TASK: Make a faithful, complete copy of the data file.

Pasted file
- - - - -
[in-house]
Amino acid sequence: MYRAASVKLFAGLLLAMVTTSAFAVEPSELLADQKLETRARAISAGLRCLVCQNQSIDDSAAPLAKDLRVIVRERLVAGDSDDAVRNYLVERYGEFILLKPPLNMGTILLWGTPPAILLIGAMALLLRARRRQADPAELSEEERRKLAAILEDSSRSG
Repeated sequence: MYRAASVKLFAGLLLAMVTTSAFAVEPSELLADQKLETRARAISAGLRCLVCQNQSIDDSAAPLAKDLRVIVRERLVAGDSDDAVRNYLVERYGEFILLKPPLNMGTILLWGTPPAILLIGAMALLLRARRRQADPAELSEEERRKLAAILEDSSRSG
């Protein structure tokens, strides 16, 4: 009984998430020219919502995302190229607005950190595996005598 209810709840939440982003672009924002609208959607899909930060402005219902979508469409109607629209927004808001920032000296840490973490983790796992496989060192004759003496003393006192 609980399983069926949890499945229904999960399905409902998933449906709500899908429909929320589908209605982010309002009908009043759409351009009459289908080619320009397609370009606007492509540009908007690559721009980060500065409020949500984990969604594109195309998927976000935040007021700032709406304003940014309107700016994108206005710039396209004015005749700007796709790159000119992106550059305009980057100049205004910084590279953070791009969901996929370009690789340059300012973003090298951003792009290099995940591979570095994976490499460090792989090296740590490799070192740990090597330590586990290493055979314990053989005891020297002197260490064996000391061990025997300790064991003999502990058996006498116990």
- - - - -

[in-house]
Amino acid sequence: MYRAASVKLFAGLLLAMVTTSAFAVEPSELLADQKLETRARAISAGLRCLVCQNQSIDDSAAPLAKDLRVIVRERLVAGDSDDAVRNYLVERYGEFILLKPPLNMGTILLWGTPPAILLIGAMALLLRARRRQADPAELSEEERRKLAAILEDSSRSG
Repeated sequence: MYRAASVKLFAGLLLAMVTTSAFAVEPSELLADQKLETRARAISAGLRCLVCQNQSIDDSAAPLAKDLRVIVRERLVAGDSDDAVRNYLVERYGEFILLKPPLNMGTILLWGTPPAILLIGAMALLLRARRRQADPAELSEEERRKLAAILEDSSRSG
């Protein structure tokens, strides 16, 4: 009984998430020219919502995302190229607005950190595996005598 209810709840939440982003672009924002609208959607899909930060402005219902979508469409109607629209927004808001920032000296840490973490983790796992496989060192004759003496003393006192 609980399983069926949890499945229904999960399905409902998933449906709500899908429909929320589908209605982010309002009908009043759409351009009459289908080619320009397609370009606007492509540009908007690559721009980060500065409020949500984990969604594109195309998927976000935040007021700032709406304003940014309107700016994108206005710039396209004015005749700007796709790159000119992106550059305009980057100049205004910084590279953070791009969901996929370009690789340059300012973003090298951003792009290099995940591979570095994976490499460090792989090296740590490799070192740990090597330590586990290493055979314990053989005891020297002197260490064996000391061990025997300790064991003999502990058996006498116990």